Let's learn vegetable vocabulary words

[Note: This vegetable vocabulary pronunciation is in American English]

Vegetables or "veggies" as we also call them in English are really good for your health so you'll definitely want to learn the names of these words.

Collage of all of the vegetable icons listed in the audio recording.

Click the audio player below to hear the pronunciation.

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Food Colors

Many vegetables come in a variety of colors and flavors, so we say things like "peppers" or "onions" or "chilies" for general terms. To be more specific, we say "red pepper" or "green pepper" or "yellow pepper." Or "spring onions", "yellow onions" or "red onions", just to name a few different varieties.

Differences in British & American English

There are differences in how we say or pronounce the names of some vegetables in American and British English. For example, Americans usually say "to-MAY-toh" and in British English it's "to-MAH-toh."

There are also some differences in the actual names of the vegetables. For example, Americans normally say "eggplant" but in British English it's usually called "aubergine." Most of the names are the same but just note you may hear some differences.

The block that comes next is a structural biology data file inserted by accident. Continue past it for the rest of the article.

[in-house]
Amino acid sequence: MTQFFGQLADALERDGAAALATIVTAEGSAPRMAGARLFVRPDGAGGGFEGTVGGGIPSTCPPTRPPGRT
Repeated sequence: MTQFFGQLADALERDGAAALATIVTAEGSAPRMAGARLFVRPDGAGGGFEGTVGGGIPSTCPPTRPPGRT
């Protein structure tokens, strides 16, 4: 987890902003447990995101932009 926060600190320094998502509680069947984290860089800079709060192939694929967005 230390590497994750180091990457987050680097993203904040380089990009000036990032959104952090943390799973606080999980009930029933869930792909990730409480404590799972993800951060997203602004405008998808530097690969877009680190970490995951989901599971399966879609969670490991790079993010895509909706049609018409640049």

Fruits or Vegetables?

Many of the "vegetables" on this list are actually fruits. In plant science (botany), fruit have seeds and come from the flowering part (ovaries) of the plant.  Tomatoes, avocados, eggplants, peppers, peas and pumpkin are technically fruit according to science.

However, in every day English, we normally call all of the above foods vegetables.

Study tips for learning vegetable vocabulary

The best way to learn vocabulary is to read and use the words. Here are a few suggestions of ways you can practice:

  • Look up vocabulary for ingredients in your dictionary when you are cooking at home. You can also search for English versions of recipes that you already know on the internet to learn the ingredients without using a dictionary. 
  • Look at an English menu the next time go out to eat. Many restaurants, cafes and bars around the world have English versions of their menu for tourists and travelers.
  • Then next time you go grocery shopping, say the name of the vegetables you see at the store or market. Actually say the name out loud--it will help you to remember the words when you say them and don't just think them.

So.... what's your favorite? Which do you hate?

As for me, I really don't like celery, radishes and turnips. I'm not really a fan of fennel but I especially love eggplant, chilies, peppers, sweet potatoes and pumpkin!

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